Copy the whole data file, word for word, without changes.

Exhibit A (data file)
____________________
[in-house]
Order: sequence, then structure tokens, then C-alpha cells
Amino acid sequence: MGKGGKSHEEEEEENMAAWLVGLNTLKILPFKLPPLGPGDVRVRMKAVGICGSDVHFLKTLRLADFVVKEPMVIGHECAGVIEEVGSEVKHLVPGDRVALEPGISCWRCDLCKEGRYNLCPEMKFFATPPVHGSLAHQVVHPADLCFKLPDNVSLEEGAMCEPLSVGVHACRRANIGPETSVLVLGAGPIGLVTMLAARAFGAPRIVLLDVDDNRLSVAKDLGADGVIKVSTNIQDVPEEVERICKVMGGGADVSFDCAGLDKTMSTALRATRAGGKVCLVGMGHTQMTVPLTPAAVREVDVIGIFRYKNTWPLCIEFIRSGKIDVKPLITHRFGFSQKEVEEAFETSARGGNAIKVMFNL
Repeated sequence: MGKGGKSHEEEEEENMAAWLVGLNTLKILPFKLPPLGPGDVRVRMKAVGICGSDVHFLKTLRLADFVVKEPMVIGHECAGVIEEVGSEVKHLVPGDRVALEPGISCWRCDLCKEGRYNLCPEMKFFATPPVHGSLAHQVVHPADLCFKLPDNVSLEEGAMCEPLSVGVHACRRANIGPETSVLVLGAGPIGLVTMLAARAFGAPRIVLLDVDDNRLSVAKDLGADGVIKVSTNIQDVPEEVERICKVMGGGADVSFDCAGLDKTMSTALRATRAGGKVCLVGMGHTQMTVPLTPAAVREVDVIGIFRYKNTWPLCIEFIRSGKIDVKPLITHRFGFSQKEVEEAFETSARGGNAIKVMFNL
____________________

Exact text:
[in-house]
Order: sequence, then structure tokens, then C-alpha cells
Amino acid sequence: MGKGGKSHEEEEEENMAAWLVGLNTLKILPFKLPPLGPGDVRVRMKAVGICGSDVHFLKTLRLADFVVKEPMVIGHECAGVIEEVGSEVKHLVPGDRVALEPGISCWRCDLCKEGRYNLCPEMKFFATPPVHGSLAHQVVHPADLCFKLPDNVSLEEGAMCEPLSVGVHACRRANIGPETSVLVLGAGPIGLVTMLAARAFGAPRIVLLDVDDNRLSVAKDLGADGVIKVSTNIQDVPEEVERICKVMGGGADVSFDCAGLDKTMSTALRATRAGGKVCLVGMGHTQMTVPLTPAAVREVDVIGIFRYKNTWPLCIEFIRSGKIDVKPLITHRFGFSQKEVEEAFETSARGGNAIKVMFNL
Repeated sequence: MGKGGKSHEEEEEENMAAWLVGLNTLKILPFKLPPLGPGDVRVRMKAVGICGSDVHFLKTLRLADFVVKEPMVIGHECAGVIEEVGSEVKHLVPGDRVALEPGISCWRCDLCKEGRYNLCPEMKFFATPPVHGSLAHQVVHPADLCFKLPDNVSLEEGAMCEPLSVGVHACRRANIGPETSVLVLGAGPIGLVTMLAARAFGAPRIVLLDVDDNRLSVAKDLGADGVIKVSTNIQDVPEEVERICKVMGGGADVSFDCAGLDKTMSTALRATRAGGKVCLVGMGHTQMTVPLTPAAVREVDVIGIFRYKNTWPLCIEFIRSGKIDVKPLITHRFGFSQKEVEEAFETSARGGNAIKVMFNL